In group A, the femoral artery was occluded in 12 patients (57%), which was successfully treated by heparin in eight patients and by fibrinolysis in three patients, leaving one permanent occlusion. In group B, the femoral artery was occluded in nine patients (18%) and was successfully treated by heparin in six patients, by fibrinolysis in two patients, and by percutaneous transluminal angioplasty in one patient. A superficial femoral artery tear required surgical repair in one patient. During catheterisation ventricular fibrillation occurred in two patients of group A (one fatal) and in one patient of group B. Five patients in group B had a short non-sustained run of ventricular tachycardia. Two patients of each group had a sinus bradycardia (one fatal).
Two patients, two and 11 days old, died during the intervention of bradycardia and ventricular fibrillation, respectively. One neonate with severe congestive heart failure, who underwent balloon valvoplasty during the first day of life, died 24 hours after the balloon valvoplasty of severe congestive heart failure.
LONG TERM RESULTS
The last available Doppler gradient at a median follow up time of 19.8 months (range 0–158 months) showed a rise in the maximum Doppler gradient to a mean (SD) of 60 (23) mm Hg in group A (p < 0.001 compared with the immediate postdilatation value) and to 55 (23) mm Hg in group B (insignificant compared with the immediate postinterventional measurement). The mean Doppler gradients at last follow up were a mean (SD) of 37 (20) mm Hg in group A (p = 0.04) and 31 (15) mm Hg in group B (not significant).
From our follow up at a median of 19.8 months (range of 0–158 months), the probability of the occurrence of moderate or severe aortic regurgitation was estimated by means of the Kaplan-Meier equation. We calculated an actuarial freedom from moderate and severe aortic regurgitation in group A of 75% after one month, 62% after one year, and 50% after two years and in group B of 90% after one month, 71% after one year, and 61% after two and three years (fig 2).
There were 11 (52%) reinterventions in group A (n = 21): six for severe residual aortic stenosis, one for severe aortic regurgitation, and four for severe aortic regurgitation and aortic stenosis. The interventions were repeat balloon valvoplasty in two patients, surgical aortic valvotomy in four patients, valve repair in two patients, and valve replacement in three patients (one aortic homograft and two Ross procedures). There were 13 (26%) reinterventions in group B (n = 49): nine for severe residual aortic stenosis (four valvar, three subvalvar, and two supravalvar stenoses), three for severe aortic regurgitation, and one for severe aortic stenosis and aortic regurgitation. The interventions were repeat balloon valvoplasty in three patients, surgical valvotomy in two, aortic valve repair in two, resection of supravalvar aortic stenosis in one, and valve replacement in five (aortic valve prosthesis in two, aortic homograft in one, and Ross procedure in two patients). Reinterventions were necessary at an earlier stage in group A than in group B. The actuarial freedom from reintervention at one, two, and three years was 55%, 44%, and 35% in group A, and 89%, 86%, and 80% in group B, respectively, as calculated by the Kaplan-Meier equation (fig 3).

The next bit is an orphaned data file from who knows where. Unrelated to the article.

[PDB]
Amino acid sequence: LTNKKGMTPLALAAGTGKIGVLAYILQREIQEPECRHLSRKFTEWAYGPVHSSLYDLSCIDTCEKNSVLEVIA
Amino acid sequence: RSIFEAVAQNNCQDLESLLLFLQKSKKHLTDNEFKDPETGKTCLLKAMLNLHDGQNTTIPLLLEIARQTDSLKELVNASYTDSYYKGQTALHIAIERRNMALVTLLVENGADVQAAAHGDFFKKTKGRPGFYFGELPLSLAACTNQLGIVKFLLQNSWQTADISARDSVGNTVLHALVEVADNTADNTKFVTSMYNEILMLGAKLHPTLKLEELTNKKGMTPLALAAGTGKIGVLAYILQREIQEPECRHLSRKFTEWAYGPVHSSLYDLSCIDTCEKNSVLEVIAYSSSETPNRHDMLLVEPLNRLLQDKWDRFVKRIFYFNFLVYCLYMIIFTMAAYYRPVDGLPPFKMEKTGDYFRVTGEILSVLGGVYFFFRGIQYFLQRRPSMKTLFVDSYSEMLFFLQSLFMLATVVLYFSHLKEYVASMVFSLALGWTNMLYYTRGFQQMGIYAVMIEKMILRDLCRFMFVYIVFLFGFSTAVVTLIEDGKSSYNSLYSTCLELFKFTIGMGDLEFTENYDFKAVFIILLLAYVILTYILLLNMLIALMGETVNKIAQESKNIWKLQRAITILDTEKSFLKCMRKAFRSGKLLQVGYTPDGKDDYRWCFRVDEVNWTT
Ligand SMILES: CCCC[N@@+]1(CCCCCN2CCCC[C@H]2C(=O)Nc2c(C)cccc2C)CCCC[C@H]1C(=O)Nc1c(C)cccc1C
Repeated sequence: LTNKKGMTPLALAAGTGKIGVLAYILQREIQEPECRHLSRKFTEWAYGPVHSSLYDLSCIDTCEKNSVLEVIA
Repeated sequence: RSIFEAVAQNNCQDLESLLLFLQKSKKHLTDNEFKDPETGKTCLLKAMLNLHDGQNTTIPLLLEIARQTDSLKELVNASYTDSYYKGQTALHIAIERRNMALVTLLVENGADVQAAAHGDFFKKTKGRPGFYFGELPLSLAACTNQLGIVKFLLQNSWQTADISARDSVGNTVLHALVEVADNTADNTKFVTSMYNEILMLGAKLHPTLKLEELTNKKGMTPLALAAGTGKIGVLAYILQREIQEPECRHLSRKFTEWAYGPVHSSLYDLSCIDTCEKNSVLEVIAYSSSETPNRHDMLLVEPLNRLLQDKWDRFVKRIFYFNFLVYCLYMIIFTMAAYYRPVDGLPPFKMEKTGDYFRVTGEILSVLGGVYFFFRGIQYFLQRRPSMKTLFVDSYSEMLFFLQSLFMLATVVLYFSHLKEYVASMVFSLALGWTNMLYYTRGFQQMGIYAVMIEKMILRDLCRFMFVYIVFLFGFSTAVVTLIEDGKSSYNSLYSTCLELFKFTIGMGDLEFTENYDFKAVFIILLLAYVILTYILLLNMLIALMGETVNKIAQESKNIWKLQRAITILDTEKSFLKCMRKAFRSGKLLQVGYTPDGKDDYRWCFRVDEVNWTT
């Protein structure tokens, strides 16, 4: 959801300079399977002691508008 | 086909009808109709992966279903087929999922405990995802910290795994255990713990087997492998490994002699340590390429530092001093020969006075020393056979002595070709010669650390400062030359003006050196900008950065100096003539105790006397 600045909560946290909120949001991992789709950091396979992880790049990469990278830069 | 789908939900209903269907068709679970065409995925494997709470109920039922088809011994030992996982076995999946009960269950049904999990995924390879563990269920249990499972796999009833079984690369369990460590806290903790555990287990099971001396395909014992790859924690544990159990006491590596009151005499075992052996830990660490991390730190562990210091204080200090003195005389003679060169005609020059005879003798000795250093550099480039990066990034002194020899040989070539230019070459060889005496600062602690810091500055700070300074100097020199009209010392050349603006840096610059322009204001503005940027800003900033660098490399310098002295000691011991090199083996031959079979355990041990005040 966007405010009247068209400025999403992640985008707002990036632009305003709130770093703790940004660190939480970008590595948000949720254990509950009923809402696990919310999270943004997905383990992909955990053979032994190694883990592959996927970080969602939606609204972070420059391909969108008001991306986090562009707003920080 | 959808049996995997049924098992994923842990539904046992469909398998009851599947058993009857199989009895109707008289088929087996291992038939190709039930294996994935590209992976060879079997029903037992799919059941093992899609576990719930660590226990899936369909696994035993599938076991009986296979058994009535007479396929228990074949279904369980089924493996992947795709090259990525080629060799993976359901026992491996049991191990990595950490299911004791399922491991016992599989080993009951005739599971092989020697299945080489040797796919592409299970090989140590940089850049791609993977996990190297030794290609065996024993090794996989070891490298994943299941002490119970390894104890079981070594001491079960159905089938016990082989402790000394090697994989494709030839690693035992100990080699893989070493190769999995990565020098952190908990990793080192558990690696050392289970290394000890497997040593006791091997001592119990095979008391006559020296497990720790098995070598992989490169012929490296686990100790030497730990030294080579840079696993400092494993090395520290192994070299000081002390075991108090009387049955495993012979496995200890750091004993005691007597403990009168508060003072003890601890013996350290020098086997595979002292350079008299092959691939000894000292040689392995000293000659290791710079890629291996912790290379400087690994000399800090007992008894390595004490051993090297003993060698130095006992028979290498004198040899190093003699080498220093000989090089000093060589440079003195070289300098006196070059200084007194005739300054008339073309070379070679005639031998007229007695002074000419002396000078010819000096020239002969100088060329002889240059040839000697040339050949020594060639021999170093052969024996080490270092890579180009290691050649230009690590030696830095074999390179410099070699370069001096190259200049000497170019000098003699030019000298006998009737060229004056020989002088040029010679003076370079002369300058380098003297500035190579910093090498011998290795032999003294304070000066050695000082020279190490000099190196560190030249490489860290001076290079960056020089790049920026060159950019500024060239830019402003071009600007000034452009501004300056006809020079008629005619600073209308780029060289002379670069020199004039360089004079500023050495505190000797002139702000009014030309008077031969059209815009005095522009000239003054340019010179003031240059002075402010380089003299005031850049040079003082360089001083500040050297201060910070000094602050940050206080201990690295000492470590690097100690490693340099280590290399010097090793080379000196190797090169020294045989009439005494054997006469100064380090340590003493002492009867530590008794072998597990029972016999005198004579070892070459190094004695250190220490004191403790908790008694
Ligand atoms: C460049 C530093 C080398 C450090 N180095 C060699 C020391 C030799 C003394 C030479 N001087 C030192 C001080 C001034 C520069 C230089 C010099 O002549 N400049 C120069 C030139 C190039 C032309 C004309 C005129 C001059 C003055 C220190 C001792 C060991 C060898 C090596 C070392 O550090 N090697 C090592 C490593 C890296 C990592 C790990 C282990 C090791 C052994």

Four patients died later on during follow up: three in group A and one in group B. All the late deaths resulted from the progression of valvar heart disease and after surgical intervention: one after aortic valve reconstruction, one after mitral valve replacement for the treatment of endocarditis, one after the Konno procedure, and one after the Ross procedure at the age of three, six, and six months and 14 years, respectively.
The outcome of balloon aortic valvoplasty in our population in terms of immediate gradient reduction is comparable with that reported by others.1,5,6,18–26 The selection of a moderate balloon size (balloon to annulus ratio < 1) did not have a negative influence on gradient reduction. This is consistent with the registry study, which found no correlation between the balloon to annulus ratio (range 0.56–1.5) and the gradient reduction in 204 patients.1 Subsequently, gradients remained low for many years. These good results confirm the favourable and long lasting success of balloon aortic valvoplasty in reducing the left ventricular pressure load in the vast majority of patients of group B and, to a lesser extent, of group A. The significant increase of gradients in the newborn group during early follow up reflects recovery from an initially depressed ventricular function and not a decrease in valve area or restenosis. Balloon valvoplasty has a low procedure related mortality. All three early deaths occurred in neonates with severe congestive heart failure. Different results for the two age groups with regard to gradient relief and the progression of aortic valve regurgitation after balloon valvoplasty are most likely related to the valve morphology itself. In neonates and infants, stenotic aortic valves tend to be very dysmorphic, thickened, and myxomatous, whereas aortic stenosis in older patients is more often related to less dysmorphic and thinner valves with fusion of one or two commissures.27,28